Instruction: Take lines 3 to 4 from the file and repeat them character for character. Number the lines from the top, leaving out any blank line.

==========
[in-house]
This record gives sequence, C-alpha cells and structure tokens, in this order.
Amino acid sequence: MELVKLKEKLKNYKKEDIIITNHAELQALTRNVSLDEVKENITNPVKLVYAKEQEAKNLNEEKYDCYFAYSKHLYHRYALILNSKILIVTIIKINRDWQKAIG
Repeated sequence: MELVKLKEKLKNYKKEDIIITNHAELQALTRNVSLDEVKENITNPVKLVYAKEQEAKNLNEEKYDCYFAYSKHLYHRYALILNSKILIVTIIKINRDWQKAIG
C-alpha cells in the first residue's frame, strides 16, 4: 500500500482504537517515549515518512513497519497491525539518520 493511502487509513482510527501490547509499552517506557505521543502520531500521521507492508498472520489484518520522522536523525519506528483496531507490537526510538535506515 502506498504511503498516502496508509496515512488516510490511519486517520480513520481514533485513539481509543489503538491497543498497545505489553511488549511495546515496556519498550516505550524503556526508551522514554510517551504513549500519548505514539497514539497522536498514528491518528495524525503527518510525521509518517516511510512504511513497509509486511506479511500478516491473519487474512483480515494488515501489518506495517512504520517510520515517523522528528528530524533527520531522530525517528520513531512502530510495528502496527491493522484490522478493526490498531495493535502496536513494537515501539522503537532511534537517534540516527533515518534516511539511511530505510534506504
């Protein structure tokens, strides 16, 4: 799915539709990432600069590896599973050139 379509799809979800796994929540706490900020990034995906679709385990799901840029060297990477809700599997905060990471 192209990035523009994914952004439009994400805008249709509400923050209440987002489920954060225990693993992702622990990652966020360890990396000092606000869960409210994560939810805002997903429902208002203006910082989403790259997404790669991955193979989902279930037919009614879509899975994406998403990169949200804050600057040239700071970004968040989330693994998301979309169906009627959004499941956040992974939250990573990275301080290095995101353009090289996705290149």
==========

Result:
Amino acid sequence: MELVKLKEKLKNYKKEDIIITNHAELQALTRNVSLDEVKENITNPVKLVYAKEQEAKNLNEEKYDCYFAYSKHLYHRYALILNSKILIVTIIKINRDWQKAIG
Repeated sequence: MELVKLKEKLKNYKKEDIIITNHAELQALTRNVSLDEVKENITNPVKLVYAKEQEAKNLNEEKYDCYFAYSKHLYHRYALILNSKILIVTIIKINRDWQKAIG